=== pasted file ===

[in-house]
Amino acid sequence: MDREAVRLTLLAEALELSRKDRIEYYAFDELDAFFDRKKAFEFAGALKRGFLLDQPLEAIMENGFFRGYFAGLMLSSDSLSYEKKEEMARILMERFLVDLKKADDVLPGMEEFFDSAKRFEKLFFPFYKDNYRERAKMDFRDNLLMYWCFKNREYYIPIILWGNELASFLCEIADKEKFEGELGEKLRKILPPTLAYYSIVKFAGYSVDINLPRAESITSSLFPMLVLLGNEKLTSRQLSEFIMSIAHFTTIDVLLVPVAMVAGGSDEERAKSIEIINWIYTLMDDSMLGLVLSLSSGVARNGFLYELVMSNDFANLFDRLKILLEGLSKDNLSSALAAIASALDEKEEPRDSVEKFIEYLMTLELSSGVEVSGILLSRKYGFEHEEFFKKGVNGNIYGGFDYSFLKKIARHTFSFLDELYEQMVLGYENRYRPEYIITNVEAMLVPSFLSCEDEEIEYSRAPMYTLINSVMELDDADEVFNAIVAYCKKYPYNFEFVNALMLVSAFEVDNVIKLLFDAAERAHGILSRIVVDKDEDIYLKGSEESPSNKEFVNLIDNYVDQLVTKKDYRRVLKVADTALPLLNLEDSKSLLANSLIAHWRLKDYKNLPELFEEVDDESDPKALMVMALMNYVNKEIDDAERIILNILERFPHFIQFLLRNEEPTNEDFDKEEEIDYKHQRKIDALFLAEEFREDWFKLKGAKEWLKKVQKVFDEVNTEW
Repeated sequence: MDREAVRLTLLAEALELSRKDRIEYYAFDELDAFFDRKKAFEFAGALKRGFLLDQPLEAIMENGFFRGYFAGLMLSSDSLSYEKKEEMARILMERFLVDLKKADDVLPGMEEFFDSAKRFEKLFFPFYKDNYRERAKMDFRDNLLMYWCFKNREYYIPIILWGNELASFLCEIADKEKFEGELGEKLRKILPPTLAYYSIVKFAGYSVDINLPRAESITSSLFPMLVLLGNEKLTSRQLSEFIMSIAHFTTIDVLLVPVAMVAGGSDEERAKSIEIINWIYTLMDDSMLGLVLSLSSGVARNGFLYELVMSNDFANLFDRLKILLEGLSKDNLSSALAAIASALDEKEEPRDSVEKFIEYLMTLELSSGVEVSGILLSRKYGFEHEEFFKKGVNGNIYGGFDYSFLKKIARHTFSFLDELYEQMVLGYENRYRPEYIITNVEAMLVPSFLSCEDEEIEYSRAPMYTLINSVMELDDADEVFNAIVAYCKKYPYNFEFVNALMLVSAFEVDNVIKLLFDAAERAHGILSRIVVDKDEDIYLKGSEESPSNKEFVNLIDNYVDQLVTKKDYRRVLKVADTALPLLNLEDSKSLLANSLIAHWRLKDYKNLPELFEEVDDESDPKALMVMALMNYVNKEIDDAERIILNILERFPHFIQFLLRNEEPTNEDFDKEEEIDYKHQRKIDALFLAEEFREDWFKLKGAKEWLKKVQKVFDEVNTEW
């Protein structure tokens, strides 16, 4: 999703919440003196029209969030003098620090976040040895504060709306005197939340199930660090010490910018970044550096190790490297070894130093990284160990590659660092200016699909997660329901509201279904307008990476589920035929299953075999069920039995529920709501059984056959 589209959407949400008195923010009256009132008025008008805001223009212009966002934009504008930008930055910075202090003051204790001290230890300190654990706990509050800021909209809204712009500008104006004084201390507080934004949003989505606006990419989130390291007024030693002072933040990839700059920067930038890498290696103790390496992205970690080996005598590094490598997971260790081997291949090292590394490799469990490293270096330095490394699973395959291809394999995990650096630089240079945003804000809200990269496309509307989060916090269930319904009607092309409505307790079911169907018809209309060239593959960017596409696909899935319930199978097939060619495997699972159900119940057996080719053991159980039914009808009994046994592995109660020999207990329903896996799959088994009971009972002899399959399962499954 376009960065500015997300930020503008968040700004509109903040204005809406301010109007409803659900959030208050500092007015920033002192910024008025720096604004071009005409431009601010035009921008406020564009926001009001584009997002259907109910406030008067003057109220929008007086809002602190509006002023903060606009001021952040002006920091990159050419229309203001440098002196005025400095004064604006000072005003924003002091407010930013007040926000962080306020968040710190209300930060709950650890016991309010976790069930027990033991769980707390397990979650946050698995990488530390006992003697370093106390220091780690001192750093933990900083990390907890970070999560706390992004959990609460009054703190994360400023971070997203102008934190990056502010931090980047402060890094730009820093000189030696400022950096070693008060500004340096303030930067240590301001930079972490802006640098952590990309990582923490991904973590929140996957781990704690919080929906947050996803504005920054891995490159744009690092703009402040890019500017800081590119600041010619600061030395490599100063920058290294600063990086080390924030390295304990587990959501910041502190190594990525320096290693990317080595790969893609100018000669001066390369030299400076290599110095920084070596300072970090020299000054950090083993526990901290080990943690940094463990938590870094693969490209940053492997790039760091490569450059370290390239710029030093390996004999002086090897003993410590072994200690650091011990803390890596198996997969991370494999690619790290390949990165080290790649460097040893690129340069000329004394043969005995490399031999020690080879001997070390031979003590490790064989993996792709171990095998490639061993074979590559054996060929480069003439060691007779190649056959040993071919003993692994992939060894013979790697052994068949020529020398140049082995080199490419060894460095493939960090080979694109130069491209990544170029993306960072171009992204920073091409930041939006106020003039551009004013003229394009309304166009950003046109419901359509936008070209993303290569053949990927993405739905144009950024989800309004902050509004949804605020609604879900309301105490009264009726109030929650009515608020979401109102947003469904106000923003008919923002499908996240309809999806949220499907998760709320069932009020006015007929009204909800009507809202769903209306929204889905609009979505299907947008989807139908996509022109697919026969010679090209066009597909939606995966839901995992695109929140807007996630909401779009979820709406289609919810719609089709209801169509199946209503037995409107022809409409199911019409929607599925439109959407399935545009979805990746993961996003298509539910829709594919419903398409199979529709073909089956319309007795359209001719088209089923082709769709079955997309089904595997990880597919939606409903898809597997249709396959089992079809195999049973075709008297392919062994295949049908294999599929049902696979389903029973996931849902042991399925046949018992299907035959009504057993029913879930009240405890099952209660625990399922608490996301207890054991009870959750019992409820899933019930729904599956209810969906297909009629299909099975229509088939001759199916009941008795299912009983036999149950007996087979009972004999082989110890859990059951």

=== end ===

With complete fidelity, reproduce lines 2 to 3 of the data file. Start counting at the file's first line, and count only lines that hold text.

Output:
Amino acid sequence: MDREAVRLTLLAEALELSRKDRIEYYAFDELDAFFDRKKAFEFAGALKRGFLLDQPLEAIMENGFFRGYFAGLMLSSDSLSYEKKEEMARILMERFLVDLKKADDVLPGMEEFFDSAKRFEKLFFPFYKDNYRERAKMDFRDNLLMYWCFKNREYYIPIILWGNELASFLCEIADKEKFEGELGEKLRKILPPTLAYYSIVKFAGYSVDINLPRAESITSSLFPMLVLLGNEKLTSRQLSEFIMSIAHFTTIDVLLVPVAMVAGGSDEERAKSIEIINWIYTLMDDSMLGLVLSLSSGVARNGFLYELVMSNDFANLFDRLKILLEGLSKDNLSSALAAIASALDEKEEPRDSVEKFIEYLMTLELSSGVEVSGILLSRKYGFEHEEFFKKGVNGNIYGGFDYSFLKKIARHTFSFLDELYEQMVLGYENRYRPEYIITNVEAMLVPSFLSCEDEEIEYSRAPMYTLINSVMELDDADEVFNAIVAYCKKYPYNFEFVNALMLVSAFEVDNVIKLLFDAAERAHGILSRIVVDKDEDIYLKGSEESPSNKEFVNLIDNYVDQLVTKKDYRRVLKVADTALPLLNLEDSKSLLANSLIAHWRLKDYKNLPELFEEVDDESDPKALMVMALMNYVNKEIDDAERIILNILERFPHFIQFLLRNEEPTNEDFDKEEEIDYKHQRKIDALFLAEEFREDWFKLKGAKEWLKKVQKVFDEVNTEW
Repeated sequence: MDREAVRLTLLAEALELSRKDRIEYYAFDELDAFFDRKKAFEFAGALKRGFLLDQPLEAIMENGFFRGYFAGLMLSSDSLSYEKKEEMARILMERFLVDLKKADDVLPGMEEFFDSAKRFEKLFFPFYKDNYRERAKMDFRDNLLMYWCFKNREYYIPIILWGNELASFLCEIADKEKFEGELGEKLRKILPPTLAYYSIVKFAGYSVDINLPRAESITSSLFPMLVLLGNEKLTSRQLSEFIMSIAHFTTIDVLLVPVAMVAGGSDEERAKSIEIINWIYTLMDDSMLGLVLSLSSGVARNGFLYELVMSNDFANLFDRLKILLEGLSKDNLSSALAAIASALDEKEEPRDSVEKFIEYLMTLELSSGVEVSGILLSRKYGFEHEEFFKKGVNGNIYGGFDYSFLKKIARHTFSFLDELYEQMVLGYENRYRPEYIITNVEAMLVPSFLSCEDEEIEYSRAPMYTLINSVMELDDADEVFNAIVAYCKKYPYNFEFVNALMLVSAFEVDNVIKLLFDAAERAHGILSRIVVDKDEDIYLKGSEESPSNKEFVNLIDNYVDQLVTKKDYRRVLKVADTALPLLNLEDSKSLLANSLIAHWRLKDYKNLPELFEEVDDESDPKALMVMALMNYVNKEIDDAERIILNILERFPHFIQFLLRNEEPTNEDFDKEEEIDYKHQRKIDALFLAEEFREDWFKLKGAKEWLKKVQKVFDEVNTEW